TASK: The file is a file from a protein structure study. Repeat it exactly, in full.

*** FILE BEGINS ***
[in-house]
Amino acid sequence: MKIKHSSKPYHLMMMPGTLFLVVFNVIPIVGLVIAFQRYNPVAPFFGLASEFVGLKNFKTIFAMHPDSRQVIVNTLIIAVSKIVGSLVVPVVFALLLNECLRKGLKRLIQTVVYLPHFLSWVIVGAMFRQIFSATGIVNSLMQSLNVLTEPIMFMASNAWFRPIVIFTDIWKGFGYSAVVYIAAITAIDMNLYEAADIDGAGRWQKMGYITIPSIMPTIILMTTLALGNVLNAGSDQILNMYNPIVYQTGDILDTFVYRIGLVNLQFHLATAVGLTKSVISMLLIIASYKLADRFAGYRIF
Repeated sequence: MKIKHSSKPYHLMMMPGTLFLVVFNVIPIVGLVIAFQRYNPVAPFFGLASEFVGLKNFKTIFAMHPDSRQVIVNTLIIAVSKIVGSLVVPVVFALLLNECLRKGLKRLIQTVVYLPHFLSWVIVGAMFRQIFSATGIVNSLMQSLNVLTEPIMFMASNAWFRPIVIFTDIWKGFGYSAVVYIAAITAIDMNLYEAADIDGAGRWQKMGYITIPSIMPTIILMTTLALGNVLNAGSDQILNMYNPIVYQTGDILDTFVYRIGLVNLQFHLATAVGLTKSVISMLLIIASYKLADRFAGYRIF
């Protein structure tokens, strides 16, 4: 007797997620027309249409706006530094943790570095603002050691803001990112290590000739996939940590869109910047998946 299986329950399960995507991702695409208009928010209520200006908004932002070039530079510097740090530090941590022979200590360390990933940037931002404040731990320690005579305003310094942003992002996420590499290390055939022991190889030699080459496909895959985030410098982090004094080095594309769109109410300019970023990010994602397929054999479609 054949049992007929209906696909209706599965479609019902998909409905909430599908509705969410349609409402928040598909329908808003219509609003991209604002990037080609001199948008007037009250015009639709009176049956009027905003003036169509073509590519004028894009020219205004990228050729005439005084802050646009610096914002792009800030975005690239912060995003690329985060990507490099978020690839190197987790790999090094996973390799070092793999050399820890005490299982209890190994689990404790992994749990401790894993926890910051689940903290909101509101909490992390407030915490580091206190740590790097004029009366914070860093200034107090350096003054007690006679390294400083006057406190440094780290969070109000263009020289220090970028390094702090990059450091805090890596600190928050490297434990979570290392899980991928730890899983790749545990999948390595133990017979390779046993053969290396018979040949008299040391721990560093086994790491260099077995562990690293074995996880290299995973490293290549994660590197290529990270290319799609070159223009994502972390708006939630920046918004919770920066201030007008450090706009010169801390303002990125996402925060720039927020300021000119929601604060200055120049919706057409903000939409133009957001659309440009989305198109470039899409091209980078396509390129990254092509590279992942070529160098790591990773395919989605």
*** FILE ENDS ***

[in-house]
Amino acid sequence: MKIKHSSKPYHLMMMPGTLFLVVFNVIPIVGLVIAFQRYNPVAPFFGLASEFVGLKNFKTIFAMHPDSRQVIVNTLIIAVSKIVGSLVVPVVFALLLNECLRKGLKRLIQTVVYLPHFLSWVIVGAMFRQIFSATGIVNSLMQSLNVLTEPIMFMASNAWFRPIVIFTDIWKGFGYSAVVYIAAITAIDMNLYEAADIDGAGRWQKMGYITIPSIMPTIILMTTLALGNVLNAGSDQILNMYNPIVYQTGDILDTFVYRIGLVNLQFHLATAVGLTKSVISMLLIIASYKLADRFAGYRIF
Repeated sequence: MKIKHSSKPYHLMMMPGTLFLVVFNVIPIVGLVIAFQRYNPVAPFFGLASEFVGLKNFKTIFAMHPDSRQVIVNTLIIAVSKIVGSLVVPVVFALLLNECLRKGLKRLIQTVVYLPHFLSWVIVGAMFRQIFSATGIVNSLMQSLNVLTEPIMFMASNAWFRPIVIFTDIWKGFGYSAVVYIAAITAIDMNLYEAADIDGAGRWQKMGYITIPSIMPTIILMTTLALGNVLNAGSDQILNMYNPIVYQTGDILDTFVYRIGLVNLQFHLATAVGLTKSVISMLLIIASYKLADRFAGYRIF
């Protein structure tokens, strides 16, 4: 007797997620027309249409706006530094943790570095603002050691803001990112290590000739996939940590869109910047998946 299986329950399960995507991702695409208009928010209520200006908004932002070039530079510097740090530090941590022979200590360390990933940037931002404040731990320690005579305003310094942003992002996420590499290390055939022991190889030699080459496909895959985030410098982090004094080095594309769109109410300019970023990010994602397929054999479609 054949049992007929209906696909209706599965479609019902998909409905909430599908509705969410349609409402928040598909329908808003219509609003991209604002990037080609001199948008007037009250015009639709009176049956009027905003003036169509073509590519004028894009020219205004990228050729005439005084802050646009610096914002792009800030975005690239912060995003690329985060990507490099978020690839190197987790790999090094996973390799070092793999050399820890005490299982209890190994689990404790992994749990401790894993926890910051689940903290909101509101909490992390407030915490580091206190740590790097004029009366914070860093200034107090350096003054007690006679390294400083006057406190440094780290969070109000263009020289220090970028390094702090990059450091805090890596600190928050490297434990979570290392899980991928730890899983790749545990999948390595133990017979390779046993053969290396018979040949008299040391721990560093086994790491260099077995562990690293074995996880290299995973490293290549994660590197290529990270290319799609070159223009994502972390708006939630920046918004919770920066201030007008450090706009010169801390303002990125996402925060720039927020300021000119929601604060200055120049919706057409903000939409133009957001659309440009989305198109470039899409091209980078396509390129990254092509590279992942070529160098790591990773395919989605």